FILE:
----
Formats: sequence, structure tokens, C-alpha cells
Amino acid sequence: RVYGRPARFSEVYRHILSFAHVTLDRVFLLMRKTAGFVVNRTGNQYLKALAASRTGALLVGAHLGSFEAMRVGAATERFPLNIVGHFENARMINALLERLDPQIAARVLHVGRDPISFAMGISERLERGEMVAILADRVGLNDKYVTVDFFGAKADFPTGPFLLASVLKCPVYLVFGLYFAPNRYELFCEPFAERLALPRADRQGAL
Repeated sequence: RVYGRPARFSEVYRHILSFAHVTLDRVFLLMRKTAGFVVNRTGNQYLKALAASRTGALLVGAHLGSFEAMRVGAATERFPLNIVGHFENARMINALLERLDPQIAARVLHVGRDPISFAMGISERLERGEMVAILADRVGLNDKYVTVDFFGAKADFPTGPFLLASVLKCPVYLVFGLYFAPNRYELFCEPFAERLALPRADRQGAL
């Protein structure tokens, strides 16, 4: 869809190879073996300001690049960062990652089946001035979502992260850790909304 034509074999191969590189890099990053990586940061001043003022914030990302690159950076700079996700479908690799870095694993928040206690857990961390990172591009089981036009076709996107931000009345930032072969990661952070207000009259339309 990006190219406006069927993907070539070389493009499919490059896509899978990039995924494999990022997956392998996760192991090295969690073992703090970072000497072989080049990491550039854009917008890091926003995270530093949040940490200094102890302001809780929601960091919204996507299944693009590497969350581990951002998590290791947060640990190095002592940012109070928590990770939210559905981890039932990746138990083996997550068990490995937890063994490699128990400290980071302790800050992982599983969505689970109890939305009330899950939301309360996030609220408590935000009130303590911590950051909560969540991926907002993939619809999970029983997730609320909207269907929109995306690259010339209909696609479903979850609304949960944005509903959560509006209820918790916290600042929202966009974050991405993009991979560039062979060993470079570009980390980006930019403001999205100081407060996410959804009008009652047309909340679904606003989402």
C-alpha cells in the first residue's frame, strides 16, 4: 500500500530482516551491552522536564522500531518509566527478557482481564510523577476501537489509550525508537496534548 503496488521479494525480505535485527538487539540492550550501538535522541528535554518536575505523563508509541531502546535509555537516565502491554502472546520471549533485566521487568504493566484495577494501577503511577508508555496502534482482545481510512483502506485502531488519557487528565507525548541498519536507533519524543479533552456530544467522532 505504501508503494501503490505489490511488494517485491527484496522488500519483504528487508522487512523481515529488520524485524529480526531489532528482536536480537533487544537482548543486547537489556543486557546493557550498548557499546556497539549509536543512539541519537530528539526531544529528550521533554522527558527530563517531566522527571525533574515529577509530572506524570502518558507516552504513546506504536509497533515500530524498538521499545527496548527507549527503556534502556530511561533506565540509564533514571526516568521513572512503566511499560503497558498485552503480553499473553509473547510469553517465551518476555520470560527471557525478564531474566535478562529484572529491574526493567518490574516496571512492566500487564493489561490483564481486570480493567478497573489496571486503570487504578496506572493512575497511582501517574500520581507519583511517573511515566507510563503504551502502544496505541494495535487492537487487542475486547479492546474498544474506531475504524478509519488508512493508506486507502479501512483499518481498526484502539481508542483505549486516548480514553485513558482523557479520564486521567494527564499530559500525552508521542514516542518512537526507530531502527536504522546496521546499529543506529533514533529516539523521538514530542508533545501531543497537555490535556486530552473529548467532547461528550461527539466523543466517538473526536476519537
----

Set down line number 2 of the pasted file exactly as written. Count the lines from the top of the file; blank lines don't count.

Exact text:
Amino acid sequence: RVYGRPARFSEVYRHILSFAHVTLDRVFLLMRKTAGFVVNRTGNQYLKALAASRTGALLVGAHLGSFEAMRVGAATERFPLNIVGHFENARMINALLERLDPQIAARVLHVGRDPISFAMGISERLERGEMVAILADRVGLNDKYVTVDFFGAKADFPTGPFLLASVLKCPVYLVFGLYFAPNRYELFCEPFAERLALPRADRQGAL